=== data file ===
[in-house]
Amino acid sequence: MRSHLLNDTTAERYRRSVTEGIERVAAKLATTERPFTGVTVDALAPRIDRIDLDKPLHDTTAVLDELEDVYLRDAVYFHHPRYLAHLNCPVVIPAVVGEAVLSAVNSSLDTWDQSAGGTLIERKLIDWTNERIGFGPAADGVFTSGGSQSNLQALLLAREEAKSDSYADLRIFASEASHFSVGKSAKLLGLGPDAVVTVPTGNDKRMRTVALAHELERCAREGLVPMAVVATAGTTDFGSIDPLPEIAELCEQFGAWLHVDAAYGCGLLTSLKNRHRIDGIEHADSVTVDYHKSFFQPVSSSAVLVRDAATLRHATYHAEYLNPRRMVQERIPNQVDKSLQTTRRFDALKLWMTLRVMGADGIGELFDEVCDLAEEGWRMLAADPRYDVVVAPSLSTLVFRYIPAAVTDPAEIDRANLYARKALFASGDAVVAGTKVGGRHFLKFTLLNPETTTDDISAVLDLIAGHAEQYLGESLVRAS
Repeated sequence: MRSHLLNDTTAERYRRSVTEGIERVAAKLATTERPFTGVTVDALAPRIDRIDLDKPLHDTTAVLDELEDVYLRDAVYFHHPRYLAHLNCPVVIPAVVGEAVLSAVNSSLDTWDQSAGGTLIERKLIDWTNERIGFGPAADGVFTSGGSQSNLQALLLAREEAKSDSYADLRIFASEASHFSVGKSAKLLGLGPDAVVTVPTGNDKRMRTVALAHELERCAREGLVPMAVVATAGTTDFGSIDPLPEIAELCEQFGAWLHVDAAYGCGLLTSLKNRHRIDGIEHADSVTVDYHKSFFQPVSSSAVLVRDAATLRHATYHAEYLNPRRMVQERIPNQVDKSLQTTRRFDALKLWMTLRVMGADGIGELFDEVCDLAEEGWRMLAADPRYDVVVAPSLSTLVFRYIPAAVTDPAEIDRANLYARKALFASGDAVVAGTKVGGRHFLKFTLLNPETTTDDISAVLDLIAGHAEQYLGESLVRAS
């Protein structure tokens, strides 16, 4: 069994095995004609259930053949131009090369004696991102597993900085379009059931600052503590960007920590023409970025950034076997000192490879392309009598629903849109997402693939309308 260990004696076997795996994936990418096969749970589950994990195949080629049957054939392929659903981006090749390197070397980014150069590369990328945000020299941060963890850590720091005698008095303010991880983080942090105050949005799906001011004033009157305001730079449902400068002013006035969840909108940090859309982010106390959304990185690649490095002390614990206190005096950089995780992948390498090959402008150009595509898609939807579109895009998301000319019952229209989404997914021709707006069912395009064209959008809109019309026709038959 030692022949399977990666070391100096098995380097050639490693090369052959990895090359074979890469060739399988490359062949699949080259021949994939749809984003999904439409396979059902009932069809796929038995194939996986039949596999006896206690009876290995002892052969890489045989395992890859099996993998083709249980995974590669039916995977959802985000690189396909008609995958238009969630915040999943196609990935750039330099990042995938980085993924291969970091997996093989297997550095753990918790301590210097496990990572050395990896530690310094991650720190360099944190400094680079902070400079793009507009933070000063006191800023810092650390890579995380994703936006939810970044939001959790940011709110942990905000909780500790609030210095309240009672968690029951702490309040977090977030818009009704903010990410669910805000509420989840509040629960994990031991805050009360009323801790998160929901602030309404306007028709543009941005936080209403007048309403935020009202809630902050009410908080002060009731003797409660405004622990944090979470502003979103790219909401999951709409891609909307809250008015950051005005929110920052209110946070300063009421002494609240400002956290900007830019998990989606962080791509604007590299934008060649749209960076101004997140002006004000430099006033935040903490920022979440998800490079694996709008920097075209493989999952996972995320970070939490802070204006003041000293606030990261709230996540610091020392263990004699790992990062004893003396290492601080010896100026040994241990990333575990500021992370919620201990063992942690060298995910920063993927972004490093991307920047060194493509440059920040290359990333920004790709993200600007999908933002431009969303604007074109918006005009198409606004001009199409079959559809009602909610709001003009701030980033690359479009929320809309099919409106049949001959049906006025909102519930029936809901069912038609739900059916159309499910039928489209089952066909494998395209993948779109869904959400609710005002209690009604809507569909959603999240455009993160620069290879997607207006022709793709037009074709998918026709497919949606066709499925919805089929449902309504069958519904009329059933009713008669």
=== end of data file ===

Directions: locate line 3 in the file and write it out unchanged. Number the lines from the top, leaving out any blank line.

Repeated sequence: MRSHLLNDTTAERYRRSVTEGIERVAAKLATTERPFTGVTVDALAPRIDRIDLDKPLHDTTAVLDELEDVYLRDAVYFHHPRYLAHLNCPVVIPAVVGEAVLSAVNSSLDTWDQSAGGTLIERKLIDWTNERIGFGPAADGVFTSGGSQSNLQALLLAREEAKSDSYADLRIFASEASHFSVGKSAKLLGLGPDAVVTVPTGNDKRMRTVALAHELERCAREGLVPMAVVATAGTTDFGSIDPLPEIAELCEQFGAWLHVDAAYGCGLLTSLKNRHRIDGIEHADSVTVDYHKSFFQPVSSSAVLVRDAATLRHATYHAEYLNPRRMVQERIPNQVDKSLQTTRRFDALKLWMTLRVMGADGIGELFDEVCDLAEEGWRMLAADPRYDVVVAPSLSTLVFRYIPAAVTDPAEIDRANLYARKALFASGDAVVAGTKVGGRHFLKFTLLNPETTTDDISAVLDLIAGHAEQYLGESLVRAS